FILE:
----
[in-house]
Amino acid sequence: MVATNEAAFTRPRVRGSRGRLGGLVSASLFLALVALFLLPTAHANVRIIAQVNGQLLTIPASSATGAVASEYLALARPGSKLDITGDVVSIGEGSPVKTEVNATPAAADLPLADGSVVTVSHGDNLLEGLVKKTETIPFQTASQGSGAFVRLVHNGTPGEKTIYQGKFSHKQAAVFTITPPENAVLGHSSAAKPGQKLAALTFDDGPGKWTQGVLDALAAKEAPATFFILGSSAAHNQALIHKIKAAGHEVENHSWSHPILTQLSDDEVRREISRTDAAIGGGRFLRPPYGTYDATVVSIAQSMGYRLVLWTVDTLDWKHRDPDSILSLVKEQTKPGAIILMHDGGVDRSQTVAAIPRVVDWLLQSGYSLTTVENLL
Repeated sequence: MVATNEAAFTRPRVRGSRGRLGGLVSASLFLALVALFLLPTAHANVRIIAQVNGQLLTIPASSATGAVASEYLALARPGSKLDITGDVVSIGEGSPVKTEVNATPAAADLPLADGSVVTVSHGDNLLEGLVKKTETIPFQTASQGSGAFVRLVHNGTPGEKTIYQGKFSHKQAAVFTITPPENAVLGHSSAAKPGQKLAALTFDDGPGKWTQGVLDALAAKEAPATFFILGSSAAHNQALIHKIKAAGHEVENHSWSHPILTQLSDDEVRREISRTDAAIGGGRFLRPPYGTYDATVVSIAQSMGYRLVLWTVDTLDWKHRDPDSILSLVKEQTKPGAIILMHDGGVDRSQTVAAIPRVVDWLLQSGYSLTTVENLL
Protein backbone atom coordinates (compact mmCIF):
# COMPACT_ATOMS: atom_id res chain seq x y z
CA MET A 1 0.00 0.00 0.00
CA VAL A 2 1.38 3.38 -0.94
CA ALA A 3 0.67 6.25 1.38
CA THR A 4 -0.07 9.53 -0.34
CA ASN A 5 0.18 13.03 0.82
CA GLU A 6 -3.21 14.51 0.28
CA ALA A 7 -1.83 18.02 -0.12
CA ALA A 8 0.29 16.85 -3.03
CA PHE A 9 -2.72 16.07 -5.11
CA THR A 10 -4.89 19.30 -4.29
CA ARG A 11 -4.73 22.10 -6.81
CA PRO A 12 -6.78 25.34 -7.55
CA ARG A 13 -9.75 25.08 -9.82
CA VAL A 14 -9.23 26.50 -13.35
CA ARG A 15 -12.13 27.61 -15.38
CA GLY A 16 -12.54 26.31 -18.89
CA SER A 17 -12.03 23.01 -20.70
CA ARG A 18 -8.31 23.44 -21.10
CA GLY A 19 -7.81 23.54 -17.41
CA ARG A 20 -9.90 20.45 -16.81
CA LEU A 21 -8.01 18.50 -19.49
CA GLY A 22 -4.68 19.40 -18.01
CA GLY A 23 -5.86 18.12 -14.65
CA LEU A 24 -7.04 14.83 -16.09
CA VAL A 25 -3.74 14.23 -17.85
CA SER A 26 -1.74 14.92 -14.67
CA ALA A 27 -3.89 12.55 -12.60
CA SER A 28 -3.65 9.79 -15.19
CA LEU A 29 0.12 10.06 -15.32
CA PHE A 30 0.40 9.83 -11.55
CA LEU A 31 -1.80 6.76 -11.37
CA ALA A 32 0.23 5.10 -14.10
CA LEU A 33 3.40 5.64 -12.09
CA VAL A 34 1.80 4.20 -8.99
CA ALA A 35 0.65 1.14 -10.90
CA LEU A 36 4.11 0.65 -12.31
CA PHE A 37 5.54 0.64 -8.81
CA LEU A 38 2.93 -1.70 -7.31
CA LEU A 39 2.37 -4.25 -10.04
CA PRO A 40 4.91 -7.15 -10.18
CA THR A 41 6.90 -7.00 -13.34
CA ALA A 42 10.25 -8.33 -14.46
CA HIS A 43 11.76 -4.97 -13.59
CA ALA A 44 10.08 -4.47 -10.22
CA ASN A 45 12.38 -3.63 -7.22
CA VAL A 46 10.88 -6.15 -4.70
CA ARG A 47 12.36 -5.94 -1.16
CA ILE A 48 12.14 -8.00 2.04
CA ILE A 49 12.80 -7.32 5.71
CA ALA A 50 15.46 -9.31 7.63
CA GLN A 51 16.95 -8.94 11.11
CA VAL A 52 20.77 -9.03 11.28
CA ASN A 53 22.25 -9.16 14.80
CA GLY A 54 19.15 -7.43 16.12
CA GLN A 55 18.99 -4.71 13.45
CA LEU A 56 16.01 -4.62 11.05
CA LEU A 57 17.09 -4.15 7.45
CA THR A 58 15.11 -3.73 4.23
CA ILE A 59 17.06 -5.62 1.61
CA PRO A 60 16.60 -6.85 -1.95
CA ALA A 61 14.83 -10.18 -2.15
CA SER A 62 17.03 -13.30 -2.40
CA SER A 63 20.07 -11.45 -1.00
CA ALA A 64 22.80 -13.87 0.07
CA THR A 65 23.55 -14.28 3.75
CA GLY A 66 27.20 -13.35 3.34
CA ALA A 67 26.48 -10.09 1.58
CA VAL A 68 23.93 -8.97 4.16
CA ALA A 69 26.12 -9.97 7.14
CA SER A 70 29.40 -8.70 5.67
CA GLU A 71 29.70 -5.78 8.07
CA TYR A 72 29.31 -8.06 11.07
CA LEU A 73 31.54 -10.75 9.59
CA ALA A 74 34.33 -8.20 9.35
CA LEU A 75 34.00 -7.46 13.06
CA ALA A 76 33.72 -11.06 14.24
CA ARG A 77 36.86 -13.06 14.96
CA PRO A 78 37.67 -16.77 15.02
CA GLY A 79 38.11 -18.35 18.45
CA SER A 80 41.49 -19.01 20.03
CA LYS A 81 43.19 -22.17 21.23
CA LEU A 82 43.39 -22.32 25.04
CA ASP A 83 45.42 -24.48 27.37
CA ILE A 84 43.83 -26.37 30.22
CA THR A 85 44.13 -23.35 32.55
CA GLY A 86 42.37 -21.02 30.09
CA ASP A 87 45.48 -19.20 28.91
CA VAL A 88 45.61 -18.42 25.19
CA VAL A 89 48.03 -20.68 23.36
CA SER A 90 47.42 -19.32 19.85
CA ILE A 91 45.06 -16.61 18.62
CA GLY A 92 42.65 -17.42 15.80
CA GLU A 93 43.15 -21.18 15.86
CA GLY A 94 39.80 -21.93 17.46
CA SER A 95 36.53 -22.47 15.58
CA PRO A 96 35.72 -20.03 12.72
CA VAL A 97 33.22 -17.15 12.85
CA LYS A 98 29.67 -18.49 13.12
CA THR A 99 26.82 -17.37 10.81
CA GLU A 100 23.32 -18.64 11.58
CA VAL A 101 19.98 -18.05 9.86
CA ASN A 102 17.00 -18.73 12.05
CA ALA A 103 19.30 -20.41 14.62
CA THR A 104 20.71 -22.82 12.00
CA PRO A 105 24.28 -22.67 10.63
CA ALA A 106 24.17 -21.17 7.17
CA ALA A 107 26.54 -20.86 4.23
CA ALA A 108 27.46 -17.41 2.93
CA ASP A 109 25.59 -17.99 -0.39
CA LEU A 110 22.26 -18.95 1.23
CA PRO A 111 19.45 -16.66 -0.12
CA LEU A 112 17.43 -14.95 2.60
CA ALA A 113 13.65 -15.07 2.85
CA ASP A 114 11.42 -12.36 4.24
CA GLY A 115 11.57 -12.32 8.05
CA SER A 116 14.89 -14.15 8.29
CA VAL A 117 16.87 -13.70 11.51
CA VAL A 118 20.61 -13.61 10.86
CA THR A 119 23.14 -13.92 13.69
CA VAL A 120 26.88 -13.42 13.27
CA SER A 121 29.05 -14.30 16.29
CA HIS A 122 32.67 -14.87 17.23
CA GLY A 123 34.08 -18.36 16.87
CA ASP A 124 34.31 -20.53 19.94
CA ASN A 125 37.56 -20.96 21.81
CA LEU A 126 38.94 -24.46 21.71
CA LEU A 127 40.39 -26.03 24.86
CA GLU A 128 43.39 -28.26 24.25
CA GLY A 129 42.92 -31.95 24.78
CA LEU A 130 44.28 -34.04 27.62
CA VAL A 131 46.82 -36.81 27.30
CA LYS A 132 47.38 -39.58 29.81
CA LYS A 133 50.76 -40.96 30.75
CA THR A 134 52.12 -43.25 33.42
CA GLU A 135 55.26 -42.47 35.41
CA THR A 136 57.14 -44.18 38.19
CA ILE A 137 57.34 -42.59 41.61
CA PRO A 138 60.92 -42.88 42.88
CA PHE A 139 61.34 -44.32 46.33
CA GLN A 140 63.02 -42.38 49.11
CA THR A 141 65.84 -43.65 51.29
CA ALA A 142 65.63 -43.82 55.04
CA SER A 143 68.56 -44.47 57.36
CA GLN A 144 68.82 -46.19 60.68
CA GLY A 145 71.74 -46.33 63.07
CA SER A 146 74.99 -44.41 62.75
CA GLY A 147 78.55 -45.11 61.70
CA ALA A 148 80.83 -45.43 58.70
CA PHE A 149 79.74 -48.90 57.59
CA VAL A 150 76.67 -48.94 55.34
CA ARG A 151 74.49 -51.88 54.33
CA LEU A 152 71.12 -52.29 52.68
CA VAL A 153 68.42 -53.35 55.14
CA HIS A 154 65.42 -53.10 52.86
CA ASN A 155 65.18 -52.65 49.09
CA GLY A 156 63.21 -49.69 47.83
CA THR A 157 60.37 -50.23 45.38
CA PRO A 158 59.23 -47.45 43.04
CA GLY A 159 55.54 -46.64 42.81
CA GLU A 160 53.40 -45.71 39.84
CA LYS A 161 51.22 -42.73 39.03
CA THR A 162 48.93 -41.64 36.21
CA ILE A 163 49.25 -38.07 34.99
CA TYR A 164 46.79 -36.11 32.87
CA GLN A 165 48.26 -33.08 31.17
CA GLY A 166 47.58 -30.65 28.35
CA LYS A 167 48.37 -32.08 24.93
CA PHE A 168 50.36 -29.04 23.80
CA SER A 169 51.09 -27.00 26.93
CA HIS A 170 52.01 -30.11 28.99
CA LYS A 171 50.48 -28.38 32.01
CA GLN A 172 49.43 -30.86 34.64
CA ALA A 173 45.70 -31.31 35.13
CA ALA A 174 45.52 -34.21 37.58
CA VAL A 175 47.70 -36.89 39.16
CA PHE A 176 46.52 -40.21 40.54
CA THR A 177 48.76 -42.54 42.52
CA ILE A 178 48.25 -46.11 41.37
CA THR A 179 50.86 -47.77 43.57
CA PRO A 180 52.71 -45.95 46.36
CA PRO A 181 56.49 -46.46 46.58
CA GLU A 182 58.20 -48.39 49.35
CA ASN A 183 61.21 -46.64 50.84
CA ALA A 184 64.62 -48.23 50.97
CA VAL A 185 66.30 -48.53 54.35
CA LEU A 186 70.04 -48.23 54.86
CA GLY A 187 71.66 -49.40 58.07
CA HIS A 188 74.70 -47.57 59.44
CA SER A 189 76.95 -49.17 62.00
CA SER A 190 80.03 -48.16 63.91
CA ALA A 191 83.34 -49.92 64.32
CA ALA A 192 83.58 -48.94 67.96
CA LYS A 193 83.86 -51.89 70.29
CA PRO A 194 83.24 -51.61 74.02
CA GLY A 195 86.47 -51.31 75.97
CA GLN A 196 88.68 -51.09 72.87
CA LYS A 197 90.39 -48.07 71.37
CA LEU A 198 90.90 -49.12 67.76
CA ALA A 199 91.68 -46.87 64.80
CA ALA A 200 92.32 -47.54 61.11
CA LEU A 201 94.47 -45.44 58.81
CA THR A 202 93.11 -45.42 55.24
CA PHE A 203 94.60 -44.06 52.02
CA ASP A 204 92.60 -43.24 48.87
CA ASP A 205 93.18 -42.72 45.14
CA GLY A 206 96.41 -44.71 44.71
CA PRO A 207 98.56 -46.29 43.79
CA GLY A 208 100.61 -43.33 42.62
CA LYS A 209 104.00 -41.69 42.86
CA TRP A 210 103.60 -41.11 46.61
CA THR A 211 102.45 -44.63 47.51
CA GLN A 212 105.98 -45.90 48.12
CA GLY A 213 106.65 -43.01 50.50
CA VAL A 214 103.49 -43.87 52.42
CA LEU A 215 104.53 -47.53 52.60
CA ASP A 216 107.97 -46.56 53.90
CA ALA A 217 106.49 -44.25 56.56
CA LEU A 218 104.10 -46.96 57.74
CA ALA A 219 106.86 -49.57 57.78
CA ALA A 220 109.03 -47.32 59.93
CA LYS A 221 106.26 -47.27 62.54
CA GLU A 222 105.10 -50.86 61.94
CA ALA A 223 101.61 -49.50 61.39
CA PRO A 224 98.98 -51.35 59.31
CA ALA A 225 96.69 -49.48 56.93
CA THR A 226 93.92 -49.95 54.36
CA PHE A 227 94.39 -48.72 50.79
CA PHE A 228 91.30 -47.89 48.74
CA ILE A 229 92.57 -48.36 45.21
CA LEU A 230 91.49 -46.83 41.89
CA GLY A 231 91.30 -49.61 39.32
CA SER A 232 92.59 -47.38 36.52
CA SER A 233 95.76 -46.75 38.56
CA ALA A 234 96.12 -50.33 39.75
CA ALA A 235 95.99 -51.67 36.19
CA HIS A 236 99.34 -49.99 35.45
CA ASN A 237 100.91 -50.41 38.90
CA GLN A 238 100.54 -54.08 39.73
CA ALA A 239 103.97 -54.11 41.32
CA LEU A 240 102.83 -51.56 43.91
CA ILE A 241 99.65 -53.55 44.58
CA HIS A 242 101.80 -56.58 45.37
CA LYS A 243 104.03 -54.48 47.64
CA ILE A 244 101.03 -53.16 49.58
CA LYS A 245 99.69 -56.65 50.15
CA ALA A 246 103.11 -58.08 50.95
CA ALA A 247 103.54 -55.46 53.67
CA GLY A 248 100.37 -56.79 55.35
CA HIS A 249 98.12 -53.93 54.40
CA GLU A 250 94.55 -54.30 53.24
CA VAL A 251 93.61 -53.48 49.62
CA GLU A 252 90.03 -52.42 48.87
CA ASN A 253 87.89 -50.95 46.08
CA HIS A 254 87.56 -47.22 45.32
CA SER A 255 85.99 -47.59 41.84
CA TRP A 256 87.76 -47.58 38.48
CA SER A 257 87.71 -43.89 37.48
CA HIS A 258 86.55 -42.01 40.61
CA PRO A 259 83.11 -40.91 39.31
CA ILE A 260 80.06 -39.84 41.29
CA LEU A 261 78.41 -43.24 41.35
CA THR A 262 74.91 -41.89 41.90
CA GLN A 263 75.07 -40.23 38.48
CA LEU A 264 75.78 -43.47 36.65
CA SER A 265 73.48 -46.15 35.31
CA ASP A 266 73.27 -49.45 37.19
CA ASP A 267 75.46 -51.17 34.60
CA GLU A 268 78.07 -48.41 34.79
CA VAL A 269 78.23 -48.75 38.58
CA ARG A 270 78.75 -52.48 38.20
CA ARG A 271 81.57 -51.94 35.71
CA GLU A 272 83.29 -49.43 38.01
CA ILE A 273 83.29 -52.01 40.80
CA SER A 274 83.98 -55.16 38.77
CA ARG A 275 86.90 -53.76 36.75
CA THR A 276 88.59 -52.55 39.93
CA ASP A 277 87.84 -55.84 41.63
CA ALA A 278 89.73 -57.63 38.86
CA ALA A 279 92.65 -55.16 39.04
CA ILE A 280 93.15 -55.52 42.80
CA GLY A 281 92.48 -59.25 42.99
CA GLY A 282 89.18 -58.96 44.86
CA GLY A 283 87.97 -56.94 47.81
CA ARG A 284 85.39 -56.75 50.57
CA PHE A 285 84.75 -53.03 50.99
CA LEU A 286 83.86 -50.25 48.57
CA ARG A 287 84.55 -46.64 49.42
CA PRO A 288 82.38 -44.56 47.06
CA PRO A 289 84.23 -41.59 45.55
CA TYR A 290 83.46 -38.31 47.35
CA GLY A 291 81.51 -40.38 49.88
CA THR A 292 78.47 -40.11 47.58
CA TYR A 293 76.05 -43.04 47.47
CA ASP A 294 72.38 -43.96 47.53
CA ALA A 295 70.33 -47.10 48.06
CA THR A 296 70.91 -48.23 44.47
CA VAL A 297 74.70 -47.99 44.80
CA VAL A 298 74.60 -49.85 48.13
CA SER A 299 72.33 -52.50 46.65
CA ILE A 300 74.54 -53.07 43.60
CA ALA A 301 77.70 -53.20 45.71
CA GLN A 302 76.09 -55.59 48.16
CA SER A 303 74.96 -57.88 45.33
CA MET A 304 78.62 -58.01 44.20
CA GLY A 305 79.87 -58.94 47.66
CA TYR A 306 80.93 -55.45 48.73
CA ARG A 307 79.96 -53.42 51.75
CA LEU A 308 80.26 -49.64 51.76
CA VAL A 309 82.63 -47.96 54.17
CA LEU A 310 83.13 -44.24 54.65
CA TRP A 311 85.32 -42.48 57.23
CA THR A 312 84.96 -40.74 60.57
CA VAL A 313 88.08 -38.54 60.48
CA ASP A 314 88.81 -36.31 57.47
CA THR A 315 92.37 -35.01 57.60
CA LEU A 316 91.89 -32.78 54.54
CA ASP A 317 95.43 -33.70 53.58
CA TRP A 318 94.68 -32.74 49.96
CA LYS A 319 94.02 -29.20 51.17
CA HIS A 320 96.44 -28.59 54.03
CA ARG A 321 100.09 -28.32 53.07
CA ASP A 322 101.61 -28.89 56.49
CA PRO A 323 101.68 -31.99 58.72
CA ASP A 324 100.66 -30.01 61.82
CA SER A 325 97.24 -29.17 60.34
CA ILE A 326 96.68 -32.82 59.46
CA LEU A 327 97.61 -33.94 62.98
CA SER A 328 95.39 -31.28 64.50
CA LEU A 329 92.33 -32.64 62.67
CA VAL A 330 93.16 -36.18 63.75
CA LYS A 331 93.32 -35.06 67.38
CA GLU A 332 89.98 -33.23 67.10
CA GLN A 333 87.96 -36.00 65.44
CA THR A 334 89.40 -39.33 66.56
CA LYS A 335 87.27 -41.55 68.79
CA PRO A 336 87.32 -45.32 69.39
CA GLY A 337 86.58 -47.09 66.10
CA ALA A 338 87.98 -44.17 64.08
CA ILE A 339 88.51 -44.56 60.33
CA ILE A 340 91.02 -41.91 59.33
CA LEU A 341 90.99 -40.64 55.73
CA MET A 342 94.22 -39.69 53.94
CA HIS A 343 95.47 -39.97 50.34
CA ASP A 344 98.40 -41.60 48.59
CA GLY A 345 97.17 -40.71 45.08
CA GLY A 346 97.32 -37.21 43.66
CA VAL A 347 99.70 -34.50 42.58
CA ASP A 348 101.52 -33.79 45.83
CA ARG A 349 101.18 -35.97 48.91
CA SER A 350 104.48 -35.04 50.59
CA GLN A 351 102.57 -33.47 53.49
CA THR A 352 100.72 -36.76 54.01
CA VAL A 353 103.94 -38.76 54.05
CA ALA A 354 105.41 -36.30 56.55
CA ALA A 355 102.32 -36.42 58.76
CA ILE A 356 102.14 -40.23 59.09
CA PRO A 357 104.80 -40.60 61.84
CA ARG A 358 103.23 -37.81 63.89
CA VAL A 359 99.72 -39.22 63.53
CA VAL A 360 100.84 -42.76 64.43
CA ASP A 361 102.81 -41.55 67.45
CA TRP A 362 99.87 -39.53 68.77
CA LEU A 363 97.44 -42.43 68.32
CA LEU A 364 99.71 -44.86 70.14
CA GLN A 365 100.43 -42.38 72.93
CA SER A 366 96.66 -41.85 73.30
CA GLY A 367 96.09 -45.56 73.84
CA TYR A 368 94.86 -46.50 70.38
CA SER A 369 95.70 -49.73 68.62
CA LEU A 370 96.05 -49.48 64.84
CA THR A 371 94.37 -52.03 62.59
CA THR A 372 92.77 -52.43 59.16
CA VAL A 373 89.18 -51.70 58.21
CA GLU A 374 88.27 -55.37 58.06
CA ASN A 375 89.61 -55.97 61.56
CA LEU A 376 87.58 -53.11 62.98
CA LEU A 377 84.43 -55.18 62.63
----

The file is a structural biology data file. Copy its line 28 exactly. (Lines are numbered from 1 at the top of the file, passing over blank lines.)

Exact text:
CA GLY A 23 -5.86 18.12 -14.65